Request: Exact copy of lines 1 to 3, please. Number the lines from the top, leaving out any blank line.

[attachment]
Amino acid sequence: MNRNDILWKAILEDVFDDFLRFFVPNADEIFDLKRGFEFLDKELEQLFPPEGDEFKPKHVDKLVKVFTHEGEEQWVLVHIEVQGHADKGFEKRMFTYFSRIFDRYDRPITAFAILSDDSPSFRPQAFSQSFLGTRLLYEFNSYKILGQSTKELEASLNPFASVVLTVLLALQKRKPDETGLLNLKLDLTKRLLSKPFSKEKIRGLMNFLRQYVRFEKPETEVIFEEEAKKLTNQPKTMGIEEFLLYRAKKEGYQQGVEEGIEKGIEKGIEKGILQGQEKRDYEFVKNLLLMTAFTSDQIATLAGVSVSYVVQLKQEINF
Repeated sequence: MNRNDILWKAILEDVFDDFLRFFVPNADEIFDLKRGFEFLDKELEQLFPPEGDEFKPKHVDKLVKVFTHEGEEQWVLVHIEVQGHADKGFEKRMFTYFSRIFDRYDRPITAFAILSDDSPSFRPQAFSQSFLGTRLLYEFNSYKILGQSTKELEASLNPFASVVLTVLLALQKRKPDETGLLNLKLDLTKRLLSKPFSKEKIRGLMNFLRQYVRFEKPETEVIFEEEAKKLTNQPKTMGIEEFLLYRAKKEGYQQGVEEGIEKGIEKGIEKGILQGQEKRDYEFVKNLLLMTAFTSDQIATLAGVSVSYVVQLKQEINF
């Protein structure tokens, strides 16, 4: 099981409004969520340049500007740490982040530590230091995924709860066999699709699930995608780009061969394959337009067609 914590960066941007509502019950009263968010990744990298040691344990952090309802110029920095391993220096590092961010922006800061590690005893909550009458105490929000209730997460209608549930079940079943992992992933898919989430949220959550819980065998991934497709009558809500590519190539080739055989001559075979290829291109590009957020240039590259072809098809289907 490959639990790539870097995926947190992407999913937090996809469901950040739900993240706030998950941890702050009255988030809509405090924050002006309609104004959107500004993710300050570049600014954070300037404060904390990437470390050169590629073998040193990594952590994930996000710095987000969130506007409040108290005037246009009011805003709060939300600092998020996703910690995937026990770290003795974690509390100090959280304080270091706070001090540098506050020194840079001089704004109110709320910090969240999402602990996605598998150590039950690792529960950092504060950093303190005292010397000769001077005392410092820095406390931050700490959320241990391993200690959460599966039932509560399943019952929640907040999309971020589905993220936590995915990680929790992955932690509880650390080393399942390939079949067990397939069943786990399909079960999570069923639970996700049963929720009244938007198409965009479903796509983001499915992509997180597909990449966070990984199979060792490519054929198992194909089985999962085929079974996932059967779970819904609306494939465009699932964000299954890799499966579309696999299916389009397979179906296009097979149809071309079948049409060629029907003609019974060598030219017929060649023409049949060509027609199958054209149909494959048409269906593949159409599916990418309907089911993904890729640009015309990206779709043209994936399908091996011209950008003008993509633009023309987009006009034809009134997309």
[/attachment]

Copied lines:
Amino acid sequence: MNRNDILWKAILEDVFDDFLRFFVPNADEIFDLKRGFEFLDKELEQLFPPEGDEFKPKHVDKLVKVFTHEGEEQWVLVHIEVQGHADKGFEKRMFTYFSRIFDRYDRPITAFAILSDDSPSFRPQAFSQSFLGTRLLYEFNSYKILGQSTKELEASLNPFASVVLTVLLALQKRKPDETGLLNLKLDLTKRLLSKPFSKEKIRGLMNFLRQYVRFEKPETEVIFEEEAKKLTNQPKTMGIEEFLLYRAKKEGYQQGVEEGIEKGIEKGIEKGILQGQEKRDYEFVKNLLLMTAFTSDQIATLAGVSVSYVVQLKQEINF
Repeated sequence: MNRNDILWKAILEDVFDDFLRFFVPNADEIFDLKRGFEFLDKELEQLFPPEGDEFKPKHVDKLVKVFTHEGEEQWVLVHIEVQGHADKGFEKRMFTYFSRIFDRYDRPITAFAILSDDSPSFRPQAFSQSFLGTRLLYEFNSYKILGQSTKELEASLNPFASVVLTVLLALQKRKPDETGLLNLKLDLTKRLLSKPFSKEKIRGLMNFLRQYVRFEKPETEVIFEEEAKKLTNQPKTMGIEEFLLYRAKKEGYQQGVEEGIEKGIEKGIEKGILQGQEKRDYEFVKNLLLMTAFTSDQIATLAGVSVSYVVQLKQEINF
């Protein structure tokens, strides 16, 4: 099981409004969520340049500007740490982040530590230091995924709860066999699709699930995608780009061969394959337009067609 914590960066941007509502019950009263968010990744990298040691344990952090309802110029920095391993220096590092961010922006800061590690005893909550009458105490929000209730997460209608549930079940079943992992992933898919989430949220959550819980065998991934497709009558809500590519190539080739055989001559075979290829291109590009957020240039590259072809098809289907 490959639990790539870097995926947190992407999913937090996809469901950040739900993240706030998950941890702050009255988030809509405090924050002006309609104004959107500004993710300050570049600014954070300037404060904390990437470390050169590629073998040193990594952590994930996000710095987000969130506007409040108290005037246009009011805003709060939300600092998020996703910690995937026990770290003795974690509390100090959280304080270091706070001090540098506050020194840079001089704004109110709320910090969240999402602990996605598998150590039950690792529960950092504060950093303190005292010397000769001077005392410092820095406390931050700490959320241990391993200690959460599966039932509560399943019952929640907040999309971020589905993220936590995915990680929790992955932690509880650390080393399942390939079949067990397939069943786990399909079960999570069923639970996700049963929720009244938007198409965009479903796509983001499915992509997180597909990449966070990984199979060792490519054929198992194909089985999962085929079974996932059967779970819904609306494939465009699932964000299954890799499966579309696999299916389009397979179906296009097979149809071309079948049409060629029907003609019974060598030219017929060649023409049949060509027609199958054209149909494959048409269906593949159409599916990418309907089911993904890729640009015309990206779709043209994936399908091996011209950008003008993509633009023309987009006009034809009134997309």